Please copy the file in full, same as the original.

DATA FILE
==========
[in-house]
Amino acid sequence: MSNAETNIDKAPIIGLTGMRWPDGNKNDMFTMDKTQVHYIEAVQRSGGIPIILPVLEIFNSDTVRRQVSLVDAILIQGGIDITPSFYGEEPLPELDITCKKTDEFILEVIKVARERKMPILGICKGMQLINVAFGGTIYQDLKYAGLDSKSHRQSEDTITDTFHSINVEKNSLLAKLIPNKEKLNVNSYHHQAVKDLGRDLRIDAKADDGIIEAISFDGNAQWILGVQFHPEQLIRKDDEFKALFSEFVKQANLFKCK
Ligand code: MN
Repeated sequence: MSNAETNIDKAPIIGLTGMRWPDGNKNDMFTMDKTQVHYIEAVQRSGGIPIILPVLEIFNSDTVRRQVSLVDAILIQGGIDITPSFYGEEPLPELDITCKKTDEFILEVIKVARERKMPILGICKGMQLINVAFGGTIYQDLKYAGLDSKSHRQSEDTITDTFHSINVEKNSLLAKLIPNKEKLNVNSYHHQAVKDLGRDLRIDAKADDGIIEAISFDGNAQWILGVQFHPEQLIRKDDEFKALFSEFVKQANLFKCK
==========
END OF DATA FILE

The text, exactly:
[in-house]
Amino acid sequence: MSNAETNIDKAPIIGLTGMRWPDGNKNDMFTMDKTQVHYIEAVQRSGGIPIILPVLEIFNSDTVRRQVSLVDAILIQGGIDITPSFYGEEPLPELDITCKKTDEFILEVIKVARERKMPILGICKGMQLINVAFGGTIYQDLKYAGLDSKSHRQSEDTITDTFHSINVEKNSLLAKLIPNKEKLNVNSYHHQAVKDLGRDLRIDAKADDGIIEAISFDGNAQWILGVQFHPEQLIRKDDEFKALFSEFVKQANLFKCK
Ligand code: MN
Repeated sequence: MSNAETNIDKAPIIGLTGMRWPDGNKNDMFTMDKTQVHYIEAVQRSGGIPIILPVLEIFNSDTVRRQVSLVDAILIQGGIDITPSFYGEEPLPELDITCKKTDEFILEVIKVARERKMPILGICKGMQLINVAFGGTIYQDLKYAGLDSKSHRQSEDTITDTFHSINVEKNSLLAKLIPNKEKLNVNSYHHQAVKDLGRDLRIDAKADDGIIEAISFDGNAQWILGVQFHPEQLIRKDDEFKALFSEFVKQANLFKCK